Changing Habits: Kakheti Region Begins to Separate Paper and Plastic Waste

Waste bins with stickers that identify ‘only plastic’ and ‘only paper’ have recently appeared in five villages of Telavi Municipality, allowing the population of Tsinandali, Kvemo Khodasheni, Busheti, Vanta, and Akura to start to separately collect paper and plastic in order to fulfill the country’s requirement towards the Waste Management Code, which involves implanting a waste collection system from 2019.

Aiming to create a waste separation and collection system in each of these areas, the pilot project is initiated by the USAID funded program Waste Management Technologies in the Regions (WMTR), which is implemented by the International City/Country Management Association (ICMA) and the Caucasus Environmental NGO Network (CENN).

According to Nino Shavgulidze, the Chief of Party of the Program, the reason the pilot is being implemented in Telavi Municipality was their readiness and desire to be involved in such an initiative. “In December 2014, the municipality addressed us asking for support in the expansion of the waste collection and cleaning services within the municipality,” Shavgulidze explains, adding that the split of the municipality and the creation of a separate self-governed city of Telavi resulted in a division of human and technical resources.

The territory of the newly formed Telavi municipality is 1077,65 km2 and covers 26 villages. Today, all of the villages have a waste collection system operated by Service of Welfare and Infrastructure Ltd. However, as Shavgulidze notes, when the pilot project was planned, only 5 villages had the service.

Zura Enukidze, representative of the Infrastructure Service of Telavi Municipality, stated that the collection fee in Telavi Municipality for physical persons is 0.50 GEL; while by law it is determined according to various factors like type of activity, number of beds, tables and square meters, for instance. Despite being such a small amount, the majority of citizens could not pay the waste fee. And to address the issue, they decided to implement manual recording in villages in order to determine who has paid. Unfortunately, as Enukidze notes, this failed, too. The share of service-related fees collected in the total waste management budget is insignificant and provides almost no economic support.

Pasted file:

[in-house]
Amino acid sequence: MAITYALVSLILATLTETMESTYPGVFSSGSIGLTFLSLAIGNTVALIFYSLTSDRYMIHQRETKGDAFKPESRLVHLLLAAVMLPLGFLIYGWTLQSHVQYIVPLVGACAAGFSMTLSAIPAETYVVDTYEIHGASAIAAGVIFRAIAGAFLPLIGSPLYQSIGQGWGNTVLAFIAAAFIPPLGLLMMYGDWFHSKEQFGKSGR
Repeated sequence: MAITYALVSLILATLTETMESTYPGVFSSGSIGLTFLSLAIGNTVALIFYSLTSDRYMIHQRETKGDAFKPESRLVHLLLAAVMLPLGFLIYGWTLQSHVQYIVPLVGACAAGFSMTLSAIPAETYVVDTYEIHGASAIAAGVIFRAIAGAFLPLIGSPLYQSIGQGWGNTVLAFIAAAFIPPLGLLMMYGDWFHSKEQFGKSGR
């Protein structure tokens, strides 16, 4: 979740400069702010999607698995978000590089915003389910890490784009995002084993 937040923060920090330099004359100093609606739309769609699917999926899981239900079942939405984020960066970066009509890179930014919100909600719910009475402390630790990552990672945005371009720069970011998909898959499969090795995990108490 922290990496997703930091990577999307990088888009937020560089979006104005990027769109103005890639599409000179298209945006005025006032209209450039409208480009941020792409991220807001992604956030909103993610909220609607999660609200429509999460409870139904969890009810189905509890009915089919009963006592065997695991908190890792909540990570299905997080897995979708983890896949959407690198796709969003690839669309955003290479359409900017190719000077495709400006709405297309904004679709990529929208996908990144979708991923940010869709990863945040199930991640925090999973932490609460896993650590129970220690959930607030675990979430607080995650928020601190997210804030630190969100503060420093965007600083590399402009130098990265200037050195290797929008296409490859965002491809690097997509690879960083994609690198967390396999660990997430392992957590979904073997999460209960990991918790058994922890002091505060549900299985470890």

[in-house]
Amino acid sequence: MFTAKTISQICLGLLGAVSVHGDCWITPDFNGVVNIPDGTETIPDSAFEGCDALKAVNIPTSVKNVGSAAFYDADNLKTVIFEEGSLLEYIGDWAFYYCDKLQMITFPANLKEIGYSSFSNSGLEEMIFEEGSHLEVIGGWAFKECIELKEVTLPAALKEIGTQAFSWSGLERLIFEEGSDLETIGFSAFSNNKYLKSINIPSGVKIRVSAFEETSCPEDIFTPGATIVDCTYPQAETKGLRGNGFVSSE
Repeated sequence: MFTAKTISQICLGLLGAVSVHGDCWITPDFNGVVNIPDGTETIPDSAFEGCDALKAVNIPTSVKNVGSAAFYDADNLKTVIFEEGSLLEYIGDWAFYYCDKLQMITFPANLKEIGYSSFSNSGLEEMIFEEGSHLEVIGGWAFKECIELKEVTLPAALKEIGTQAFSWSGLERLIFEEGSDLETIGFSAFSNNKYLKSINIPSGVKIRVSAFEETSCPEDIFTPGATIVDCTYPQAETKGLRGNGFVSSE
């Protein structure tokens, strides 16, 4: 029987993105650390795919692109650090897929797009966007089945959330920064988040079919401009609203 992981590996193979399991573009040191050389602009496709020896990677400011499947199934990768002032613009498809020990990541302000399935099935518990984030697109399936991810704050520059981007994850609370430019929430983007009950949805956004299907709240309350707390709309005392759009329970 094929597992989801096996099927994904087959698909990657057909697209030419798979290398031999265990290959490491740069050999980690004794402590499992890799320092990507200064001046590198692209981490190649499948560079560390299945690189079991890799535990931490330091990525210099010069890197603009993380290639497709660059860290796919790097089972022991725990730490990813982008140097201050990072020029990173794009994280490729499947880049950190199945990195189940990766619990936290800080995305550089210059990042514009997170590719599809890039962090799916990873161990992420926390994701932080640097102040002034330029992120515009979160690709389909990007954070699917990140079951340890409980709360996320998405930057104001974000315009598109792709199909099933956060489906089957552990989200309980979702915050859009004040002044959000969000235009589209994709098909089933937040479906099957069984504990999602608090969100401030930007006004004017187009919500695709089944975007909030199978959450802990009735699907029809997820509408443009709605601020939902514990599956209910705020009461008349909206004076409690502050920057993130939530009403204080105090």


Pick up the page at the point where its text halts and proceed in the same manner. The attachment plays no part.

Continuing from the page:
As Shavgulidze explains, the villages for the pilot project were selected by the readiness and willingness of both population and trustees of the villages to be involved in the process, the existence of active community groups, community-based organizations and NGOs, and the area’s socio-economic situation.

“We bought 75 bins for the pilot project from which each village has fifteen new bins; six are intended for separated waste collection, while the rest are for ordinary waste. The bins are located in the center of the villages, and near shops and public schools in order to be more accessible,” notes Shavgulidze, adding that the waste is collected weekly with a specific truck and is taken to an appropriate warehouse from where it will be collected by a private collection company for recycling.

The progress is slow but noticeable as the population begins to change its habit of not only throwing waste on spontaneous dumpsites but also separating waste. Mzia Mdivnishvili, an inhabitant of Tsinandali village, says she had been collecting old books and waste paper for a long time. “It was a pity to just throw them away in a normal waste bin or burn them. So I kept them until I saw the bins for separated waste,” she explains.

As a follow up of the pilot project, Shavgulidze explains that the WMTR Program is currently working with the City of Telavi to implement a similar separated waste collection pilot project in the city.

Barbara Dzagnidze

09 May 2016 15:30